Tag Archives: Boston Women’s March

Postcard from Boston

27 Jan

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When, during the week, the email updates said the numbers of registered marchers grew from 44,000 to more than 90,000, it didn’t sink in. When the commuter rail train only stopped to let people off and not let anyone on because the train was so full that they had to add another train to come and get us, it didn’t sink in. When we were finally on the train, looking at the sister protest marches in Europe, it didn’t sink in. When we walked into Boston Common and couldn’t get close enough to the dais to even hear anything, it didn’t sink in (I couldn’t even tell you where in the park the speakers were, to be honest).

But when we walked up the hill and out of the park to line up on Beacon Street to march and got a clearer view across the Common, that’s when I saw just how massive the Boston Women’s March for America was, and I’ve got to be honest, I was a little overwhelmed at the outpouring of voices who are tired of being marginalized–and not just women. We were all tired–tired of being told that we’re not good enough, that human rights were not fit for us–and we’re done being tired and are ready to speak out and make change.

The march itself was a long day–as we stood around waiting to march, we’d heard that the Chicago protest was so large that they couldn’t march anymore. Looking around, we wondered if that would happen to us too, but it did happen. Two hours after the speeches ended, we stepped off, and it took us an hour to get through the one-mile march. We weren’t even anywhere near the end of the masses either–it just kept going.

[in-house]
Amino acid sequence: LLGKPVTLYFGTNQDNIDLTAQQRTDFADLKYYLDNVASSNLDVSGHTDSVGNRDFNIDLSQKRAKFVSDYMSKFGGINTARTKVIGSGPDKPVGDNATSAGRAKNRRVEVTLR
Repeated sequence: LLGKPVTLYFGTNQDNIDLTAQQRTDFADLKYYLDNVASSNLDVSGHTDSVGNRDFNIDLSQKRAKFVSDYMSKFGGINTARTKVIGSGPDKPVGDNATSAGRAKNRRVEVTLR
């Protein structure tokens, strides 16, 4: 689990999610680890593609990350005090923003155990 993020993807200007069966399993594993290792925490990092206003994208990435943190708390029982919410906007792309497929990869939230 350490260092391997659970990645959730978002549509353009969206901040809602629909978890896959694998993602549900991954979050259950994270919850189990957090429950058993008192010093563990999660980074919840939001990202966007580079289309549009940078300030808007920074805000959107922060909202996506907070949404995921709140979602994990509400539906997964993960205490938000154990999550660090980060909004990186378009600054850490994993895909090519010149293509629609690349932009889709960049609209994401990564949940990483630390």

As we marched, people chanted all around us. A brave female Trump supporter stood on a stoop and waved to the crowd. People stood on balconies and rooftops, posted signs in windows. Busloads of people who came in for the event were stuck parked there–high schoolers hung out the window of one bus to lead us in chants. A busload of women in their 70s lined up next to their bus, watching us with tears and gratitude in their eyes.

The best moment, however, may have been walking by the Arlington Street Church. ASC has a set of hand-rung steeple bells, and people were up in the steeple ringing them. We first noticed when we heard “Happy Birthday” peal out across the street (no fooling–we had no idea why they’d play “Happy Birthday”), but then they launched into “The Star Spangled Banner.” Those of us walking by the church sang along, cheering as it ended and we rounded the corner to the home stretch.

Overall, it was a good day, a peaceful day. An estimated 175,000 people showed up and created millions of moments that we’ll all remember, but those millions of moments need to come together to continue this work and bring about more equality in our nation. I hope we’re all ready for an interesting ride through history.

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